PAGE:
I completely understand the restauranteur's frustration, but look at it from the customer's point of view. The room is empty and the hostess is saying they are booked. That's odd. If, instead, she said, "I'm sorry but we are full beginning at 6 so we don't have enough time to seat you. You're welcome to sit at the bar." I'm sure there would have been no nasty write-up.

I actually PREFER the bar in many cases. So much more fun and less formal.

Really, it's one of the most charmless spaces I've ever dined in. What's up?

I'm afraid there are a lot of chatters nodding in unison right now.

My family is treating me to a matinee performance at the KC next Sunday and I'd like to treat them to a nice brunch prior. I know some of your brunch faves, but what can you suggest that is sort of in the area of the KC?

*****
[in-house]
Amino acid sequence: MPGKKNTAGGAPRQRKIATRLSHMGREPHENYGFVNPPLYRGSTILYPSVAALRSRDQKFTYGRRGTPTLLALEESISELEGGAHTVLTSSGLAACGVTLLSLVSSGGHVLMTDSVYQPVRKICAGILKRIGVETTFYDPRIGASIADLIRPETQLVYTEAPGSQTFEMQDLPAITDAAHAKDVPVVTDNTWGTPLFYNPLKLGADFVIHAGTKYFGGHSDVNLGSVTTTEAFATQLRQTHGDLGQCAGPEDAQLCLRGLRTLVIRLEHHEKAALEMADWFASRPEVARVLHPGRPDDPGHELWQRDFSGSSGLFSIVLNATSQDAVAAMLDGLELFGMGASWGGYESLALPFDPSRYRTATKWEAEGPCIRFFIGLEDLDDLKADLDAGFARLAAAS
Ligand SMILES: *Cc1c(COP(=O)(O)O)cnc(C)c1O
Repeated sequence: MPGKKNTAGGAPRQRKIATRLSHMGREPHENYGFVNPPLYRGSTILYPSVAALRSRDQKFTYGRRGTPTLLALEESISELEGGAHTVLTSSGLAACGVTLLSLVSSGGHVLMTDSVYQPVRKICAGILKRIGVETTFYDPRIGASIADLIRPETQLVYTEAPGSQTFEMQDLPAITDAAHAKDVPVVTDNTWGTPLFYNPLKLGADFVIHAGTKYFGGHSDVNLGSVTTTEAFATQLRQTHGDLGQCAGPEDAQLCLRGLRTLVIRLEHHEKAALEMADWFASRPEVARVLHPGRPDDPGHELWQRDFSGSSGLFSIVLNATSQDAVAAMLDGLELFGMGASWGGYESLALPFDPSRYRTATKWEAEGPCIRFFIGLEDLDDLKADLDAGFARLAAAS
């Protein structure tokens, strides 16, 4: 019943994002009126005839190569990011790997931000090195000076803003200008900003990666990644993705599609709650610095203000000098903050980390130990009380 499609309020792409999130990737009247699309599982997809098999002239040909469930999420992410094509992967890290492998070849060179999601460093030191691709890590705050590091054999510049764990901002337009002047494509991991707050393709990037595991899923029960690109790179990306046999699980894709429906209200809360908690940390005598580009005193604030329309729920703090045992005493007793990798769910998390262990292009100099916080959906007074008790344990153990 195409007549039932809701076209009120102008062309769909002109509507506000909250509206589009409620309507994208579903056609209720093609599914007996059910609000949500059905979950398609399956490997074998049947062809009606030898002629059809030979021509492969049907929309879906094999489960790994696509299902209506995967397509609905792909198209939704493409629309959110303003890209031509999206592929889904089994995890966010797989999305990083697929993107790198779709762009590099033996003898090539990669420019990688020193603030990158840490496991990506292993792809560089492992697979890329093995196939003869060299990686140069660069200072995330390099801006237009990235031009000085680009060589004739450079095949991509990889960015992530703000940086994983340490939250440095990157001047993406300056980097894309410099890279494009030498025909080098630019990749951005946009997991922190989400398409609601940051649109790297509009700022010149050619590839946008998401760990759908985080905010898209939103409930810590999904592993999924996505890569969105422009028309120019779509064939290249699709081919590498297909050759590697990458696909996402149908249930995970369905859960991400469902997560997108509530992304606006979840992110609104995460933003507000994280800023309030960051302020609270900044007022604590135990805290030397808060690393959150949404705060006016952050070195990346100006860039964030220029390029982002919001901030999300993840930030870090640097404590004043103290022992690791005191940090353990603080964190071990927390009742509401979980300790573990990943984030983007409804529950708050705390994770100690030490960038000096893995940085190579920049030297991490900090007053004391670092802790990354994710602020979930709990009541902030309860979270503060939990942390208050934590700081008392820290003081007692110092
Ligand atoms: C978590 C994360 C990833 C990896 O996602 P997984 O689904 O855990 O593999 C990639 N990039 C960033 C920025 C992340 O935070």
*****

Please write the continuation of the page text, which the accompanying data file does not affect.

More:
Your best, closest-to-the-stage bet is Blue Duck Tavern, the light-filled dining room in the Park Hyatt, which offers a nice variety of dishes, from waffles with huckleberries to short rib hash.

Tom, submitting early in hopes of getting your input! I recently had a wonderful meal at Charlie Palmer Steak and felt that their steak was on par with the other chophouses that typically garner more attention in your chats (read: Bourbon Steak, JG Steak, and Michael Landrum's empire) ... have you not been to CP recently, or do you simply feel it is not worthy of being in that discussion? Where do you think will emerge as some of the better places for a cut of meat moving forward into 2011? Who's trending up, basically. On a similar note, I also recently dined at Zola, and think they're putting out some of the best food in the city - I can't wait to get back there and give their menu another go. Thanks for the chats and the input Tom!